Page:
Into This Briarpatch
The writer D. H. Lawrence said a writer sheds his sickness in his writing. No one escapes it. Read any author long enough and you will see the nature of his or her ongoing struggles. I’ve recently noticed it on reality television, where couples work together renovating houses or selling real estate. You can see some of the marriages are headed for the exit unless there is serious intervention. It is painful to watch.
I have lived my transition publicly. Over a half million people have watched via my TEDxMileHigh talk. Every day I hear from transgender people and their families from all over the world. Women from five continents have thanked me for validating their experiences of discrimination. I understand that by writing and speaking about my life I am doing something for the greater good. But I am always walking a knife-edge with my transparency. It is easy to drop into egocentricity or self-promotion. I mean, really.
My writing could also be presumptuous. Who am I to think I know anything about the female experience? I said in the TEDx talk, “I often feel like an interloper, a late arrival to the serious work of womanhood.” For that reason I tread lightly when I contrast my life as a male with my life as a female. All I have is my experience as a transgender female. But still I write, because so many of my discoveries have been about how a person holds his or her space in the world.
As a male I rarely thought about how a person holds space. I just was. I expected the world to make room for me and it did. That’s the ease of being a well-educated white male. If I was in a group of men, we were conscious of who the alpha male was, but we had little difficulty holding our space. In religious spaces, women were pretty much patronized or ignored. It is shocking to me that any of them stuck around.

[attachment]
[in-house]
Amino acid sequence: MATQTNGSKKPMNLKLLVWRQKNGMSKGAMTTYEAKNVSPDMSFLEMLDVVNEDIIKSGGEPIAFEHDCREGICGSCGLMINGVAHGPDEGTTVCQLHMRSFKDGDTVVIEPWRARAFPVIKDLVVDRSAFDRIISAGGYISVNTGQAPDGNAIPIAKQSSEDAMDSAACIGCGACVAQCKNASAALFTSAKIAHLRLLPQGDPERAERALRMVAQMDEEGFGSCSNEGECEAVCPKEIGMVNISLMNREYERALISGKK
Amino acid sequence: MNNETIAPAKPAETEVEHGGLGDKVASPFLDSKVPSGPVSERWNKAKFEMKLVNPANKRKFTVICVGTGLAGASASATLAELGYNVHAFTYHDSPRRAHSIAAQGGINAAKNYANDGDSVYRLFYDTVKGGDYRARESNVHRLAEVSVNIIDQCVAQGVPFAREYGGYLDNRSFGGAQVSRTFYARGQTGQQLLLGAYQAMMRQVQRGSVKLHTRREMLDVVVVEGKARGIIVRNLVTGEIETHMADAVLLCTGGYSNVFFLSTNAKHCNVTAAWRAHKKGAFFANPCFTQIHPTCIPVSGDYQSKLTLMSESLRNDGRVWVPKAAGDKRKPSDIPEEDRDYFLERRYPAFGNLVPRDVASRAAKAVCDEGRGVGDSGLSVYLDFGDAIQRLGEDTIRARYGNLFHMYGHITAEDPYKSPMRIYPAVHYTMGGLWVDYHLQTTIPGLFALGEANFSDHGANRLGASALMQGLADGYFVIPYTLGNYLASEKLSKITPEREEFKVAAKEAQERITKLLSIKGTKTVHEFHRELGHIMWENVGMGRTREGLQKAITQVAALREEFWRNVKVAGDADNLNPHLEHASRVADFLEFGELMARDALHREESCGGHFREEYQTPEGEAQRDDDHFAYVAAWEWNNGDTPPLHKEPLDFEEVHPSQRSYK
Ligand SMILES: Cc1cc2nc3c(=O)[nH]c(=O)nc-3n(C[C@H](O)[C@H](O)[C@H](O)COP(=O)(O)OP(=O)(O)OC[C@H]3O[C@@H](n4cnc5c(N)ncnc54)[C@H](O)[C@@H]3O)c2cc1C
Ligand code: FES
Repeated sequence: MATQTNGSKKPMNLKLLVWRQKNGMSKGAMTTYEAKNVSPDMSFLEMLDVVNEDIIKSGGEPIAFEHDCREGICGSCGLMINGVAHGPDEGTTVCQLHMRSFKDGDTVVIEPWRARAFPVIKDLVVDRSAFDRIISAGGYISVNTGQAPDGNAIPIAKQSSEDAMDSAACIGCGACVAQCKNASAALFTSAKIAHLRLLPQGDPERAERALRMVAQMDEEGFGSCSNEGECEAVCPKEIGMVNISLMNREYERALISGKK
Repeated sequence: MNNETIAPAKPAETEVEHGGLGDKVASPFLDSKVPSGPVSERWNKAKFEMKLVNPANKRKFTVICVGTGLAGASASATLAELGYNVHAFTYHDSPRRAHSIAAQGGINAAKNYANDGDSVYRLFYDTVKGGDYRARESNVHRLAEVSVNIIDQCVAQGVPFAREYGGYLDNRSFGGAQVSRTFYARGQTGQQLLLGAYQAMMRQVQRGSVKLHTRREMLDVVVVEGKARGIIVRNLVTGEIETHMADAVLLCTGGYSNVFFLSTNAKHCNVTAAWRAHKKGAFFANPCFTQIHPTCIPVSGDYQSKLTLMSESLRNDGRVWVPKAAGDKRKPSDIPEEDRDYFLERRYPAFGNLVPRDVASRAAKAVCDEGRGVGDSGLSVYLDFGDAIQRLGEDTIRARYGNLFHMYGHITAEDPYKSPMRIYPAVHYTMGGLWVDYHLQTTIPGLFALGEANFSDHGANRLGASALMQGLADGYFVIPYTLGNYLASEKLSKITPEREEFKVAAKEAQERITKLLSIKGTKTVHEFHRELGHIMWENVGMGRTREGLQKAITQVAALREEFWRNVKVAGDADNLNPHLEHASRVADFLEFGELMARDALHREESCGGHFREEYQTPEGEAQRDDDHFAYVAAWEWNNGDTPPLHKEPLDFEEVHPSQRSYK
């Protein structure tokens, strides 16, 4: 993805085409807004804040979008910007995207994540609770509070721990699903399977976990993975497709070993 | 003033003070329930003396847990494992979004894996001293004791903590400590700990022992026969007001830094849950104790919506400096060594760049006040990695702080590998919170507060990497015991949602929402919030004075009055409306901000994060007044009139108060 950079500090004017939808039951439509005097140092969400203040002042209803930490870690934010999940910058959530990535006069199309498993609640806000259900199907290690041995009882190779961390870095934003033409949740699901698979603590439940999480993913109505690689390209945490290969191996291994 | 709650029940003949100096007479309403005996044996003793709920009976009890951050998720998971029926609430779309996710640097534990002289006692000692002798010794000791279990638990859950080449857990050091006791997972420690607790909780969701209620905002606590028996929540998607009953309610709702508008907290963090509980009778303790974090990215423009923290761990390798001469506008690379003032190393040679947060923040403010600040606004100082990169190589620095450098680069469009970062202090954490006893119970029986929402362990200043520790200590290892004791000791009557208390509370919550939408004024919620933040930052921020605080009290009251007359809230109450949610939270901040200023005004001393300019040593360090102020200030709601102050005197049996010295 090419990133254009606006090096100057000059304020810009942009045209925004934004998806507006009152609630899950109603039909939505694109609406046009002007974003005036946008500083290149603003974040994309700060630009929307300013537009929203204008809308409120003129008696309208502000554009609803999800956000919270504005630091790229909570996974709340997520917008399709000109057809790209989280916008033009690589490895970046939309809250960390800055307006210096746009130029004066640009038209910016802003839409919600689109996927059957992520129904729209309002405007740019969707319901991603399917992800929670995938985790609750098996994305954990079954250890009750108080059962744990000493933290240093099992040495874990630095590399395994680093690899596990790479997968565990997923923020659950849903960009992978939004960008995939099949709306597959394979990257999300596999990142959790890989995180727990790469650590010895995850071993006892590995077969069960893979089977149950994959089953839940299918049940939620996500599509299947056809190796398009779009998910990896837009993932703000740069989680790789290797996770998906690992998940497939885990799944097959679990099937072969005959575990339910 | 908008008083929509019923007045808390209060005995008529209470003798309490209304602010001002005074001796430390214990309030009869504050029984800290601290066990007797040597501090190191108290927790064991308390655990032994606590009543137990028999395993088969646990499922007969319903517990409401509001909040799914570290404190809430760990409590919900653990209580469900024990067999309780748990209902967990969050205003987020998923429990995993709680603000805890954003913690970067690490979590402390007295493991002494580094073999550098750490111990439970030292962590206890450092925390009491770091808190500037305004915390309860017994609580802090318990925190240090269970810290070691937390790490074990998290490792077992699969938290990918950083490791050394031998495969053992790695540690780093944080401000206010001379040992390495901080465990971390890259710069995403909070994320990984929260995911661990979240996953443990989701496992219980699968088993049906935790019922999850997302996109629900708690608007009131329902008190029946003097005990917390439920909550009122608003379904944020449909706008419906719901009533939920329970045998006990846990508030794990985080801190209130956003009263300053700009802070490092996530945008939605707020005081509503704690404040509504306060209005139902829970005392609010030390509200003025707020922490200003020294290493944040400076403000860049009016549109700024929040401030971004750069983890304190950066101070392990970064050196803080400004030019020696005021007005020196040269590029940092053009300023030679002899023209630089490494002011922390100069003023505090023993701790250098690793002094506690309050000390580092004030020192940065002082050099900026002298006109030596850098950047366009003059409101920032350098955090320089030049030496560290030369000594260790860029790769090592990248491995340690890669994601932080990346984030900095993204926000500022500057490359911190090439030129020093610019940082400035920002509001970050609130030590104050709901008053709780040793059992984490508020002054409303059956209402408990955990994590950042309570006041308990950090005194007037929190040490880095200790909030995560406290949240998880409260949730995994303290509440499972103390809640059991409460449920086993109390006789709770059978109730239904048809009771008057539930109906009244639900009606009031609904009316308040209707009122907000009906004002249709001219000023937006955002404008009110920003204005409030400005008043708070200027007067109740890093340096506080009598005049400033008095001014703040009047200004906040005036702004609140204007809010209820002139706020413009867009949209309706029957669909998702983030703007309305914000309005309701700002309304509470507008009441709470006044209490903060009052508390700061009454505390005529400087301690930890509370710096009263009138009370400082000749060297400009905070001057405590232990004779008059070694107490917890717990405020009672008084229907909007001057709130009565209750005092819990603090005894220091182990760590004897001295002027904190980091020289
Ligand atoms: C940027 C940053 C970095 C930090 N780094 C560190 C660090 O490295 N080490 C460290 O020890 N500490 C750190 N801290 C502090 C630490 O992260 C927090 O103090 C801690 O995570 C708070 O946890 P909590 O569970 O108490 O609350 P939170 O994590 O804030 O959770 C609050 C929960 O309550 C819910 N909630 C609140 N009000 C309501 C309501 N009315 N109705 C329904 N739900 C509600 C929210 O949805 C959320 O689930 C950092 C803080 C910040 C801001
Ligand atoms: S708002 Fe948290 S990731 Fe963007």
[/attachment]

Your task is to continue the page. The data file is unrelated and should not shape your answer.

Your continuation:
I have noticed that women often feel uncomfortable in male-dominated spaces. They have had decades of teaching that when they are in that space their value is determined by how they look more than what they know. When their expertise is acknowledged, they are judged by how quickly and confidently they speak. In short, they are judged by how male they are.
It is rare that I feel pulled back into male ways of functioning. But when I am in a room full of men, it is tempting. That is how it felt at the retreat I wrote about two weeks ago. But that is not my strongest temptation. The strongest temptation is to stop working with men altogether, to leave the patriarchal ranking system and learn from watching women work. I know that is not a real solution, because there is serious work to be done.
Women must not back off from infiltrating male-dominated spaces with their storehouse of wisdom. I know they are weary of being ignored and dismissed, but the men will not get there on their own. And the men must make room for women. That will be difficult because a lot of men have yet to learn the art of listening. For instance, they have not yet begun to think about new kinds of metrics. In the church world, the metrics have always been weekend attendance and per capita giving. What if we measured the quality of relationships instead? That is the kind of change I am talking about.
There are men who are already there, like Mark Tidd, one of the co-pastors at Highlands Church, or Eric Jepsen, Jen’s husband, or my co-pastor Aaron Bailey. All three hold their own in male dominated spaces, but when women are in the room they seek to empower, not dominate.
I don’t have many answers, just observations. Being a woman in the world feels as natural as can be. But I have been undone by how it has changed the lens through which I view the world. I have barely begun to scratch the surface of what it means to be ranked, tokenized and ignored. I am deeply pained when I watch dear female friends and family be dismissed by groups of men. I want to scream, “Don’t you know who she is?”
I cannot find language for the depths of my discomfort. But I will continue to wrestle, because I have come to believe this is one of the holy reasons I was led into this briarpatch.
And so it goes.